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Coshocton in Coshocton County, Ohio — The American Midwest (Great Lakes)
 

Coshocton County Coal Mining

 
 
Coshocton County Coal Mining Marker image. Click for full size.
Photographed By Craig Doda, September 3, 2022
1. Coshocton County Coal Mining Marker
Inscription.  
Coshocton County lies in the great bituminous coal field. In 1820 early pioneers removed layers of soil and removed coal near the surface, chiefly for home use to light and heat their homes.

1833 - Hardscrabble Mine east of town was the earliest mine. John G. Stewart owned the land.

1835 - Morris Burt also opened a coal bank near tis location as well as Jack Robson, Elisha Turner, Thomas Thornsley and Fought Burt.

1861 - First mine producing a sizeable amount of coal was in Beech Hollow, east of town on the Joseph K. Johnson farm. 1872 - Mathias Shoemaker opened another mine east of town.

Coke burning was known before the Civil War when John McCleary opened a mine at Rock Run south of town.

Wade Coal was the producer of coal. Morgan Run Mining built a branch railroad to move the coal as a demand for coal increased.

1884 - Largest profitable mine in the county near Conesville was opened by David Davis, John Cassingham, and D.M. Moore. 1885 - Mr. Davis bought their interest. He knew the hills were full of coal and he now owned them.

During the many early years
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of coal mining in the surrounding area of Coshocton County, men were severely injured or met with a tragic death, leaving an empty chair in the homes of their families.

1936 - 235 abandoned mines in the county were sealed using brick, concrete, tile, and timbers, and all other mines soon met the same demise.

1957 - Peabody Coal Company constructed "Big Chief" a large coal shovel near Conesville, Ohio, and also the "Peabody Broken Aro" dragline in the western part of the country.

1958 - Simco Inc. was formed by Columbus Southern Power Company in Columbus, Ohio. Simco Inc. owned the land and coal mineral rights to the land s they mined. Simco Inc. purchased and repaired all the equipment, paid for all the materials, etc. to produce the "Black Gold". Peabody Coal Company supplied the work force and the supervision to mine the coal from the Surface and Underground Mines. Simco Inc. owned Two-Thirds of the Company, Peabody Coal Company owned One-Thired of the Company.

1958 - Simco Peabody opened six underground mines east of Coshocton.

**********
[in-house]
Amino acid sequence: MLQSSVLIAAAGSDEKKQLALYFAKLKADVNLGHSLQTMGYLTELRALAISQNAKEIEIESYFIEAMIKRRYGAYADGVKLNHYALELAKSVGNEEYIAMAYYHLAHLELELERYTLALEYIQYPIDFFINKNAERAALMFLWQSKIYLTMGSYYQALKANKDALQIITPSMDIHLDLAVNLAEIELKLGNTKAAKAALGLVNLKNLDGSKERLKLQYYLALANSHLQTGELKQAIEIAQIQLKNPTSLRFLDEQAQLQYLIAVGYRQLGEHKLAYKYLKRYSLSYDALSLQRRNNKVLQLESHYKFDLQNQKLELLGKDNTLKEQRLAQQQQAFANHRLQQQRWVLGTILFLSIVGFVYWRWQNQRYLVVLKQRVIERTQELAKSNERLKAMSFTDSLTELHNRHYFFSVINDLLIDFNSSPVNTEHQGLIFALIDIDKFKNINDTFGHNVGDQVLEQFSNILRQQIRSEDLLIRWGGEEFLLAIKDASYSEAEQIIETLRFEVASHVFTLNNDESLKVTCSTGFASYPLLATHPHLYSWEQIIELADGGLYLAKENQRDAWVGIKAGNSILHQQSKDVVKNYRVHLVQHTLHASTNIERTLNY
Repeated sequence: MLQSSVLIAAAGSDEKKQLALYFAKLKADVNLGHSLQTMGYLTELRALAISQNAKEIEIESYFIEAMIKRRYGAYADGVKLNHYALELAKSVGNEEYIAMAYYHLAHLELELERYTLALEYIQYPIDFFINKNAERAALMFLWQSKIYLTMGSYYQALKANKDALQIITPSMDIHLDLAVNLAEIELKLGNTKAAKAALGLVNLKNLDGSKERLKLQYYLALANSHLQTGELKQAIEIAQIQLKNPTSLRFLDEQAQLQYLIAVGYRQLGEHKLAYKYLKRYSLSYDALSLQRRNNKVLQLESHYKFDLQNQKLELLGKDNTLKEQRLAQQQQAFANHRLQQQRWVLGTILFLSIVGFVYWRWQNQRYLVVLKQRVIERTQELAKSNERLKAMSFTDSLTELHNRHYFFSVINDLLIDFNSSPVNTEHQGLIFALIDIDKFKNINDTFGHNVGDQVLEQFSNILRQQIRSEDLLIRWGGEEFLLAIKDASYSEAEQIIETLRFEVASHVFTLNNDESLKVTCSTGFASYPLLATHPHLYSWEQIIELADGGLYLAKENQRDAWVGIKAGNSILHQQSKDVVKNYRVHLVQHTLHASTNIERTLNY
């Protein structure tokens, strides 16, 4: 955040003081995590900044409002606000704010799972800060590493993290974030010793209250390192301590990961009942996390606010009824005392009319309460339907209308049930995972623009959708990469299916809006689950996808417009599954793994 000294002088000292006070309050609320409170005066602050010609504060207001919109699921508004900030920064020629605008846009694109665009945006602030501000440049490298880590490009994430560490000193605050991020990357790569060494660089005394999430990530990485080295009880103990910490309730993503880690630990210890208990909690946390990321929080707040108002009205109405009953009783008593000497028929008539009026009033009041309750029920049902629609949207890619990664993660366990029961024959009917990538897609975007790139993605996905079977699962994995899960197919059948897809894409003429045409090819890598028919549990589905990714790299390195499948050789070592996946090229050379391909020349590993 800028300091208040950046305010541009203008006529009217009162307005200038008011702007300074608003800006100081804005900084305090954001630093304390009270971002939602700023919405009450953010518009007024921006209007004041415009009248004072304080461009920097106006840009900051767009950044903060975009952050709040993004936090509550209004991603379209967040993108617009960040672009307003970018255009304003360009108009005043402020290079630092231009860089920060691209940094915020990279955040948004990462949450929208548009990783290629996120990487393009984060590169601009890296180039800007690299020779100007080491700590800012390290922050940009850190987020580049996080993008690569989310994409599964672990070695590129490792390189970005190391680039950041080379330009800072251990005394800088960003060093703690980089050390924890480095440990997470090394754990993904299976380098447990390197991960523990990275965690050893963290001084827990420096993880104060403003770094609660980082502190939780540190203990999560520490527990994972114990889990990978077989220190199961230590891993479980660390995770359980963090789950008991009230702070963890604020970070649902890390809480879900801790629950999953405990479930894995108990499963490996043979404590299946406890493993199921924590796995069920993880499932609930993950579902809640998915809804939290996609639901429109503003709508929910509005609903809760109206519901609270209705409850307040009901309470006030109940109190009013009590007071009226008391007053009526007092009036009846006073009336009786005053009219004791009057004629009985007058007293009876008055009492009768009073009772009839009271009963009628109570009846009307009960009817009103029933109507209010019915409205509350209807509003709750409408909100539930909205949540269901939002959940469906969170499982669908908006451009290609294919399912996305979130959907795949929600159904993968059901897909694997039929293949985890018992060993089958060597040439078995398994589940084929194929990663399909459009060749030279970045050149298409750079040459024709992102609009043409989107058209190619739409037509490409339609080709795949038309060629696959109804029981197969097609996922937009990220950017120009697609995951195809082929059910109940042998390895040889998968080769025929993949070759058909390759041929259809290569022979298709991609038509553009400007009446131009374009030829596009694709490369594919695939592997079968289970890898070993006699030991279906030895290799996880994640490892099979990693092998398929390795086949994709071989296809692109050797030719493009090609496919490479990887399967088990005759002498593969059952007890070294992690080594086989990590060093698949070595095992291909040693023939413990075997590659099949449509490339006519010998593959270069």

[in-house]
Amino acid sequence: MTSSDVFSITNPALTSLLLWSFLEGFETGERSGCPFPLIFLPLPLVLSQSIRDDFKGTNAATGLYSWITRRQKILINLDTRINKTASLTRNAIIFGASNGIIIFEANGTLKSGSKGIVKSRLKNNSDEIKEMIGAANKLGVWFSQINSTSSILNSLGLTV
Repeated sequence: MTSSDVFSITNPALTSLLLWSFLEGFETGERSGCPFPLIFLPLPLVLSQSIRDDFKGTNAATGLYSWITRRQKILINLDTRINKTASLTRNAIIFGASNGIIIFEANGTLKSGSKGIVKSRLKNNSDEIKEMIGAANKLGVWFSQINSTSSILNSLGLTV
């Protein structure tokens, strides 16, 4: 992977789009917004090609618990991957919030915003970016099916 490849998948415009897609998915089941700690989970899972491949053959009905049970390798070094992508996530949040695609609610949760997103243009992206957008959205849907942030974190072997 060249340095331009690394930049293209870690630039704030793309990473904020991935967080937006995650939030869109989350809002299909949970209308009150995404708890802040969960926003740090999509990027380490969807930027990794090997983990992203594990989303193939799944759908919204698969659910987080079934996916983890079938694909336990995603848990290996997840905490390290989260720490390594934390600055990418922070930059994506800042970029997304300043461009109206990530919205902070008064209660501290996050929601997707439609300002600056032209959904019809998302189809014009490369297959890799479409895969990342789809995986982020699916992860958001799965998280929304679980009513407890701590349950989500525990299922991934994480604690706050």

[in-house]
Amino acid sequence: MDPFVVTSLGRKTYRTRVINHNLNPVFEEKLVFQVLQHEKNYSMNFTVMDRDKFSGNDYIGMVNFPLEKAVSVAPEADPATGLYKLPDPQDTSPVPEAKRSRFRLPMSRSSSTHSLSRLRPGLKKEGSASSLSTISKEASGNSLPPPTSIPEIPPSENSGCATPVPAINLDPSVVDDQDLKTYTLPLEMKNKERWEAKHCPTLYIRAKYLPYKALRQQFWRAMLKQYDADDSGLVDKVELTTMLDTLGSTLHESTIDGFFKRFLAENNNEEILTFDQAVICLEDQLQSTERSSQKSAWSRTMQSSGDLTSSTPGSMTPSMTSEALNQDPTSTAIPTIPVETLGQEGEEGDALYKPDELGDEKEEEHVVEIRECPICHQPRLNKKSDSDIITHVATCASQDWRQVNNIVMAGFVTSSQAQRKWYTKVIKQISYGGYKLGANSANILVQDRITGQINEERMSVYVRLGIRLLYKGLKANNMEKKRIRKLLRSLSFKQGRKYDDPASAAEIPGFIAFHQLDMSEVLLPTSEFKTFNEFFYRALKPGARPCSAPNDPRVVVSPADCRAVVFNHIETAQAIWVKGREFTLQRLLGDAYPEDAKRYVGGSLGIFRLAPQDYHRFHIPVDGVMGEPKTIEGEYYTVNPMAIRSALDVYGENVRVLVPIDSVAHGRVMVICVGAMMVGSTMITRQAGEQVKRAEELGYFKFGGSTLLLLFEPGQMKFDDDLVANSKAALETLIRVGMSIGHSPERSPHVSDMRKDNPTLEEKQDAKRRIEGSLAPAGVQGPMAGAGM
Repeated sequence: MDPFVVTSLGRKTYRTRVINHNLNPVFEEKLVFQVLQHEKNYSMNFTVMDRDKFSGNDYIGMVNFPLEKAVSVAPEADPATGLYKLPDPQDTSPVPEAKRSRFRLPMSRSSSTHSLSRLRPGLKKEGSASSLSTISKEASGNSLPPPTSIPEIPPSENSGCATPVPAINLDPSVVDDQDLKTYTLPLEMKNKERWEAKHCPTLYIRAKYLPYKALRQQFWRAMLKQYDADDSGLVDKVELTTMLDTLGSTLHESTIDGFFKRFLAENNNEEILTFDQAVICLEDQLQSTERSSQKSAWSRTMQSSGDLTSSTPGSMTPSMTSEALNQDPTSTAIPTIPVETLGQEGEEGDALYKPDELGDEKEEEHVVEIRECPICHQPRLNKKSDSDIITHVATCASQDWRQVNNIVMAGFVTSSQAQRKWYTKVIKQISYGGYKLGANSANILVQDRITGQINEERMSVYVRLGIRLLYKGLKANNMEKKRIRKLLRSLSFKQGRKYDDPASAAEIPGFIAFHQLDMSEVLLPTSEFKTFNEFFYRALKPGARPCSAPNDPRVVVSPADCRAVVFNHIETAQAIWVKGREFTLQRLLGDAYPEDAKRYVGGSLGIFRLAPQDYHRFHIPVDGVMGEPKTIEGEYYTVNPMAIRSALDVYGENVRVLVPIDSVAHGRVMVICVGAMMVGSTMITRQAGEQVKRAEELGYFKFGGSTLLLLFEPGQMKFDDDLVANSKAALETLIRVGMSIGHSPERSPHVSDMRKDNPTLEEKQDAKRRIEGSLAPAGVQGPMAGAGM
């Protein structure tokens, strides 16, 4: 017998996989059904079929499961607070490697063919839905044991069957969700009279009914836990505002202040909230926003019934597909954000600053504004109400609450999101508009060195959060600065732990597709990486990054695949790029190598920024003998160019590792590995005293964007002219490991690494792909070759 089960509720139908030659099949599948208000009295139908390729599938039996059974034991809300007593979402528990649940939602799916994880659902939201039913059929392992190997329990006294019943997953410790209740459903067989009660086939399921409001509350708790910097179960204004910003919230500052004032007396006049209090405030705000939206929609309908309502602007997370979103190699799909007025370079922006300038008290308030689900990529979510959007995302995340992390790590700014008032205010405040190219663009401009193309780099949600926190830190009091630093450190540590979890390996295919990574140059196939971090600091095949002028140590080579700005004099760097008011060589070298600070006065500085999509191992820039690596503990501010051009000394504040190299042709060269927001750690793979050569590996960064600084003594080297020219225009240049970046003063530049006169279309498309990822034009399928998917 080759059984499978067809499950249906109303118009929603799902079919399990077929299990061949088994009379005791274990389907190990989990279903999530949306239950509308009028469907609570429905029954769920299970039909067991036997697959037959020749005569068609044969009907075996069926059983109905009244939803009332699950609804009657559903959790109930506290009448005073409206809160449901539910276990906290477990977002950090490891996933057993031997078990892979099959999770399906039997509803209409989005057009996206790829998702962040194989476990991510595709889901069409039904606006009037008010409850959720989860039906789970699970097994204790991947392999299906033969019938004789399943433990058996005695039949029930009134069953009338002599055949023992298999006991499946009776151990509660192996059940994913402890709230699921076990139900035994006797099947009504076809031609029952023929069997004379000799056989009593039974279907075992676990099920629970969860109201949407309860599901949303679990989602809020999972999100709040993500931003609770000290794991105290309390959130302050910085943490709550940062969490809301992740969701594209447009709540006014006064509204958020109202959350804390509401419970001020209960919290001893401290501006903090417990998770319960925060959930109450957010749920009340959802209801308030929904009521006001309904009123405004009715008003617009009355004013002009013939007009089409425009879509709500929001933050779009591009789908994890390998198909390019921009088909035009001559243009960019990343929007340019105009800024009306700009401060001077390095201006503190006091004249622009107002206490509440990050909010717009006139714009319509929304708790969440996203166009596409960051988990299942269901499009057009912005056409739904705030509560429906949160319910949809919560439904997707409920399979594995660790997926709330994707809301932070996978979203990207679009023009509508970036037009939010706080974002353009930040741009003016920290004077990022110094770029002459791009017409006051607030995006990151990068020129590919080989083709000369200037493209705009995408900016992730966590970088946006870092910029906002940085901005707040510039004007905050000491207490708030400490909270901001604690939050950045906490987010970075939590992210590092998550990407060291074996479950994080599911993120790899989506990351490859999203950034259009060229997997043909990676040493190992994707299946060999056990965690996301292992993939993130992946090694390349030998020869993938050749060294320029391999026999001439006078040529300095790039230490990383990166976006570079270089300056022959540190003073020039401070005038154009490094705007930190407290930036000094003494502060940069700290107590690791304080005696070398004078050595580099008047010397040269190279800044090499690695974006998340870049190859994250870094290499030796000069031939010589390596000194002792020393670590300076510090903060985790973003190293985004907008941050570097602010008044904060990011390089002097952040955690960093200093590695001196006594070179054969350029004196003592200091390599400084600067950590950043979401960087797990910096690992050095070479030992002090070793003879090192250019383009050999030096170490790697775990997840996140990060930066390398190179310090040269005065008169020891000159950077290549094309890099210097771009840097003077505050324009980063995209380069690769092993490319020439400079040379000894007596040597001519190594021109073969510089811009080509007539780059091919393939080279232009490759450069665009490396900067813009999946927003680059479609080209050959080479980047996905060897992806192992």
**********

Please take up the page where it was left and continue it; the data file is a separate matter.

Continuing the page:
1969 - "Big Muskie" the largest walking dragline, 22 stories tall with a coal bucket 51 1/2 ft. wide, owned by Central Ohio Coal Company, a division of American Electric Power, was constructed.

Test drillers, a team of horses, dozier operators, and engineers worked in the eastern and
Coshocton County Coal Mining Marker image. Click for full size.
Photographed By Craig Doda, September 3, 2022
2. Coshocton County Coal Mining Marker
western parts of the county ahead of the "Big Chief", "Peabody Broken Aro", and "Big Muskie" Shovels.

Due to a depression for demand of high-sulfer Ohio coal, the three shovels were retired in the early 1990s. "Big Muskie" was dismantled o scrap metal, except for the coal bucket it was reserved and moved to a memorial site near McConnelsville, Ohio. "Big Chief" was dismantled to scrap metal and the "Peabody Broken Aro" shovel was shipped by rail to replace one that had sunk in the muck at the Peabody Coal Company mine in Muhlenberg County, Kentucky.

Peabody Coal Company's coal stripping and deep mining in Coshocton County became history.
 
Topics. This historical marker is listed in these topic lists: Industry & CommerceNatural Resources. A significant historical year for this entry is 1820.
 
Location. 40° 16.493′ N, 81° 51.989′ W. Marker is in Coshocton, Ohio, in Coshocton County. Marker is on Chestnut Street east of North 3rd Street (Ohio Route 541), on the right when traveling east. Touch for map. Marker is at or near this postal address: 318 Chestnut St, Coshocton OH 43812, United States of America. Touch for directions.
 
Other nearby markers. At least 8 other markers are within walking distance of this marker. In Rememberance (here, next to this marker); a different marker also named Coshocton County Coal Mining (a few steps from this marker); Raymond M. Hay (within shouting distance of this marker);
Coshocton County Coal Mining Marker image. Click for full size.
Photographed By Craig Doda, September 3, 2022
3. Coshocton County Coal Mining Marker
Coshocton County Vietnam War Memorial (about 300 feet away, measured in a direct line); Coshocton County War Memorial (about 300 feet away); Coshocton County Korean War Memorial (about 300 feet away); William Green (about 300 feet away); Congressional Medal of Honor Recipients (about 300 feet away). Touch for a list and map of all markers in Coshocton.
 
Coshocton County Coal Mining Marker image. Click for full size.
Photographed By Craig Doda, September 3, 2022
4. Coshocton County Coal Mining Marker
 
 
Credits. This page was last revised on September 21, 2022. It was originally submitted on September 11, 2022, by Craig Doda of Napoleon, Ohio. This page has been viewed 800 times since then and 349 times this year. Photos:   1, 2, 3, 4. submitted on September 11, 2022, by Craig Doda of Napoleon, Ohio. • Devry Becker Jones was the editor who published this page.

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Jun. 21, 2024